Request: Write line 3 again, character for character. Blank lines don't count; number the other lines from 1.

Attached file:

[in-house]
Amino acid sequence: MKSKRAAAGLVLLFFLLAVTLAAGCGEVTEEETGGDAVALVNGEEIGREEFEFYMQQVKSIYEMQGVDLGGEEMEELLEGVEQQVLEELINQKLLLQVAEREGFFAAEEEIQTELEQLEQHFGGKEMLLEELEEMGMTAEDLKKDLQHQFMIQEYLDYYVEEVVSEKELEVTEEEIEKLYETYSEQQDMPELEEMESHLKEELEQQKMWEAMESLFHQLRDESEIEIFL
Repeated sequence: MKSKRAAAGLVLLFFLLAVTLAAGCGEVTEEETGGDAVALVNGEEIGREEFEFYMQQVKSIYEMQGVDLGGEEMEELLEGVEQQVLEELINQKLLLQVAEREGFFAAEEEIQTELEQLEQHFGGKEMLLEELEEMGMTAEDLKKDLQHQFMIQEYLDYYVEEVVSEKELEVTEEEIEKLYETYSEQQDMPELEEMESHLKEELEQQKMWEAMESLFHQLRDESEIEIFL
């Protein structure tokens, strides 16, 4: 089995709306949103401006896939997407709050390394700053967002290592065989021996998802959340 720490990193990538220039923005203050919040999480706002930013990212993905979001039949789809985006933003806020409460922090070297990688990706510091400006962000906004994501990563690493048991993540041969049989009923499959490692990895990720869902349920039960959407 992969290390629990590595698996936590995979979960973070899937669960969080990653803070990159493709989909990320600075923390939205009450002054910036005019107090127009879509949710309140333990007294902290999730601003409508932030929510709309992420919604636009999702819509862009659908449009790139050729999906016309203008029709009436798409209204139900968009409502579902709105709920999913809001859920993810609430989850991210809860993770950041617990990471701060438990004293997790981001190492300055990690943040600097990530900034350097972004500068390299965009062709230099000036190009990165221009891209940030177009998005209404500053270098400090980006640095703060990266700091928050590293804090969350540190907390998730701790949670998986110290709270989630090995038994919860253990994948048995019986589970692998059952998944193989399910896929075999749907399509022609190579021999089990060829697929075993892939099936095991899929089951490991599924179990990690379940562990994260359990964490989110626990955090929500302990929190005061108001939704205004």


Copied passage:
Repeated sequence: MKSKRAAAGLVLLFFLLAVTLAAGCGEVTEEETGGDAVALVNGEEIGREEFEFYMQQVKSIYEMQGVDLGGEEMEELLEGVEQQVLEELINQKLLLQVAEREGFFAAEEEIQTELEQLEQHFGGKEMLLEELEEMGMTAEDLKKDLQHQFMIQEYLDYYVEEVVSEKELEVTEEEIEKLYETYSEQQDMPELEEMESHLKEELEQQKMWEAMESLFHQLRDESEIEIFL